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Information Intelligence: Content Classification and the Enterprise Taxonomy Practice
June, 2004

111 Huntington Avenue, Suite 2750, Boston, MA 02199

©2004, Delphi Group, a Perot Systems Company All Rights Reserved

Publication and distribution of this report is partially underwritten by the technology suppliers who have engaged with Delphi Group in the Spring, 2004 Taxonomy Research &Education Program.This program is part of an ongoing series of Delphi Group studies, publications, educational programs, and conferences which seek to establish thought leadership perspectives and best practices in the area of information intelligence. Profiles of these suppliers’ technologies are included in this report. Intended for the sole use of DelphiResearch® customers. Reproduction of thispublication without prior written permission is prohibited. Information is based on best available sources. Opinions reflect Delphi Group judgment and are subject to change. For reprints of this document, contact

Information Intelligence:

Content Classification and the Enterprise Taxonomy Practice

June, 2004Information Intelligence Information intelligence refers to an emerging data and semantic infrastructure which will enable organizations to create a new generation of business applications. This new class of applications will build on the rich set of assets already available inside the organization. In facing up to the challenge of managing the organization’s increasingly merged data, content, andknowledge operations, executives in government and industry are beginning to re-engineer informationbased business process. The key to their success lie s in learning the capabilities and practices of the information intelligence platform. Taxonomy and classification provide a key new practice—an opportunity to change the investment return profiles for current IT assets as well as to deliver rapid returnson new application investment.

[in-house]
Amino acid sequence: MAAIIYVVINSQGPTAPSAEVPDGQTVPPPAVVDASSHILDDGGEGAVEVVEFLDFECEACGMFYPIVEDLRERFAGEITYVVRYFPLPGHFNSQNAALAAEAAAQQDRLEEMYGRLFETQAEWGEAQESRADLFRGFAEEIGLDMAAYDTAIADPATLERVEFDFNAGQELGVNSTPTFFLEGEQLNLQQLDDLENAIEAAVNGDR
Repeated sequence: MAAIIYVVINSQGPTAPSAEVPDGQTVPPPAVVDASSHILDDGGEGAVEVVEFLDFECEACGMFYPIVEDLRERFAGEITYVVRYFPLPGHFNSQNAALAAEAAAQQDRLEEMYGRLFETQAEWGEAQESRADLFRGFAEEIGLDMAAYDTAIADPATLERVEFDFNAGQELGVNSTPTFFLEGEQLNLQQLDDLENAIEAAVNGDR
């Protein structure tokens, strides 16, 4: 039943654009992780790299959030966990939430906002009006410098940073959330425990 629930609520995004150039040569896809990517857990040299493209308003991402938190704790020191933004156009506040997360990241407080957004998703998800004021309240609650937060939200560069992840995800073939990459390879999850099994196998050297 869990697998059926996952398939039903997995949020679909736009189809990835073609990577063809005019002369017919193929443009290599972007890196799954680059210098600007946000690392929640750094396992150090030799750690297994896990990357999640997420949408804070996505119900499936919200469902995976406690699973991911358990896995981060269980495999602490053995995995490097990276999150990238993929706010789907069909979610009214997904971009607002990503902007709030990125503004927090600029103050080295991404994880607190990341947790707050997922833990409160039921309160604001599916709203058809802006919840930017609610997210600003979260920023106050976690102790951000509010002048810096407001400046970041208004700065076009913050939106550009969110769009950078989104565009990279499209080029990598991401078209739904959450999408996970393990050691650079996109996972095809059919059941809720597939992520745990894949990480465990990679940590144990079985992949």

Report Scope
This Delphi Research report is one of an ongoing series examining the state of the technology and the level of business practice in the critical and related areas of information architecture, taxonomy/classification, and search and retrieval. In particular, this report focuses on recent research in the areas of taxonomy and classification. Theobjectives of this report are to: • • • • • Define taxonomy and classification and position their functionality within an integrated information architecture Analyze trends of taxonomy software technology development and implementation, based on a survey of over 300 organizations Provide examples of how these technologies are applied to tangible and pressing business problems Provide an education onexamples of technology approaches to taxonomy generation and automated classification Describe a set of current example technology offerings to provide an overview of variety of approaches available in today’s taxonomy and classification software market.

It is clear from the information presented in this report that taxonomy and classification provide a key new area of business practice—an opportunity tochange the investment return profiles for current IT assets as well as to deliver rapid returns on new application investment.

111 Huntington Avenue, Suite 2750, Boston, MA 02199
©2004 Delphi Group • 111 Huntington Ave, Suite 2750, Boston, MA 02199 • 617-247-1511 •


“Many companies have become locked into the view that IT can reduce transaction costs but then thinkof transaction costs as encompassing only the transfer of bits and data from one place to another. Viewed more broadly, transaction costs encompass such challenging business issues as the creation of meaning, the building of trust, and the development and dissemination of knowledge. These dimensions of transaction costs often represent significant bottlenecks to performance improvements and...